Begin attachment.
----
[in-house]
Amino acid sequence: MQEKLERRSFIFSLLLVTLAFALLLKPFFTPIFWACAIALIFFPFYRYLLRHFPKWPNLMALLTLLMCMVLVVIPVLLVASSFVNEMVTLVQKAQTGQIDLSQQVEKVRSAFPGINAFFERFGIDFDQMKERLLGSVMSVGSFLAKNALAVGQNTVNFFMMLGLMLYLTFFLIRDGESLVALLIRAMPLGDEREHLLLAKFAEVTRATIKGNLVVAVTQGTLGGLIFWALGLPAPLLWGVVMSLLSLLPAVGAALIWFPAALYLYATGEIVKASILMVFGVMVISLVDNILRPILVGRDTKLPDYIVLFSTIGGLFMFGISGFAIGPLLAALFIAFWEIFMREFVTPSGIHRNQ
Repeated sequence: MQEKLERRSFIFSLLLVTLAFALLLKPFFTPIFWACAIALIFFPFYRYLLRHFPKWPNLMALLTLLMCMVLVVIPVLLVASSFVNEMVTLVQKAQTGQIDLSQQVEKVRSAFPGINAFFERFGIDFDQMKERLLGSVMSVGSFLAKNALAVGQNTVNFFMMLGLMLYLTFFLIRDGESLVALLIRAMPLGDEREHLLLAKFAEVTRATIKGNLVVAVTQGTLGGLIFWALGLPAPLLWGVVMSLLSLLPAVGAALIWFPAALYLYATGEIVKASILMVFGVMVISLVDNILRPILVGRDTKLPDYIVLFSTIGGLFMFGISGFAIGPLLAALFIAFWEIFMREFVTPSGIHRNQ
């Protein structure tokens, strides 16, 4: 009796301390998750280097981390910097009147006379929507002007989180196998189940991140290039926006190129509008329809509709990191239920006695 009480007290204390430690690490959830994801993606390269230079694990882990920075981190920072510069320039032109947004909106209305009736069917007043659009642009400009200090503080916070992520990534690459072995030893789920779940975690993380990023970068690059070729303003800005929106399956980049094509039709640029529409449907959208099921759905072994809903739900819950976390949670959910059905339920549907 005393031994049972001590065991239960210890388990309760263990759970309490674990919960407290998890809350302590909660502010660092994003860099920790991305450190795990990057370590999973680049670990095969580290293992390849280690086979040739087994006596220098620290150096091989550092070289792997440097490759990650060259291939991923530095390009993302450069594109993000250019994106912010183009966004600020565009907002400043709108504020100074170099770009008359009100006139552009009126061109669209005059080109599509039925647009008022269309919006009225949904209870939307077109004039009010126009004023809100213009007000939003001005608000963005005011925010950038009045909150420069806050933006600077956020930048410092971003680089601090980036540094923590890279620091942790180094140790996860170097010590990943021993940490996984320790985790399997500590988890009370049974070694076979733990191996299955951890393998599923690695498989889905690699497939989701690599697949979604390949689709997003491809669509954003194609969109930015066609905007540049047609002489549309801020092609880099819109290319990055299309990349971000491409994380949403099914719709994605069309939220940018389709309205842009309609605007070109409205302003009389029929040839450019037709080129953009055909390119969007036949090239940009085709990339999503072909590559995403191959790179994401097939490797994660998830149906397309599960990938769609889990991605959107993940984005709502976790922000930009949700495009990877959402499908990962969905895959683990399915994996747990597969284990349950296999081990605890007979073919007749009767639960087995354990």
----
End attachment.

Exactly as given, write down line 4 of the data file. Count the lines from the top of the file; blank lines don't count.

């Protein structure tokens, strides 16, 4: 009796301390998750280097981390910097009147006379929507002007989180196998189940991140290039926006190129509008329809509709990191239920006695 009480007290204390430690690490959830994801993606390269230079694990882990920075981190920072510069320039032109947004909106209305009736069917007043659009642009400009200090503080916070992520990534690459072995030893789920779940975690993380990023970068690059070729303003800005929106399956980049094509039709640029529409449907959208099921759905072994809903739900819950976390949670959910059905339920549907 005393031994049972001590065991239960210890388990309760263990759970309490674990919960407290998890809350302590909660502010660092994003860099920790991305450190795990990057370590999973680049670990095969580290293992390849280690086979040739087994006596220098620290150096091989550092070289792997440097490759990650060259291939991923530095390009993302450069594109993000250019994106912010183009966004600020565009907002400043709108504020100074170099770009008359009100006139552009009126061109669209005059080109599509039925647009008022269309919006009225949904209870939307077109004039009010126009004023809100213009007000939003001005608000963005005011925010950038009045909150420069806050933006600077956020930048410092971003680089601090980036540094923590890279620091942790180094140790996860170097010590990943021993940490996984320790985790399997500590988890009370049974070694076979733990191996299955951890393998599923690695498989889905690699497939989701690599697949979604390949689709997003491809669509954003194609969109930015066609905007540049047609002489549309801020092609880099819109290319990055299309990349971000491409994380949403099914719709994605069309939220940018389709309205842009309609605007070109409205302003009389029929040839450019037709080129953009055909390119969007036949090239940009085709990339999503072909590559995403191959790179994401097939490797994660998830149906397309599960990938769609889990991605959107993940984005709502976790922000930009949700495009990877959402499908990962969905895959683990399915994996747990597969284990349950296999081990605890007979073919007749009767639960087995354990």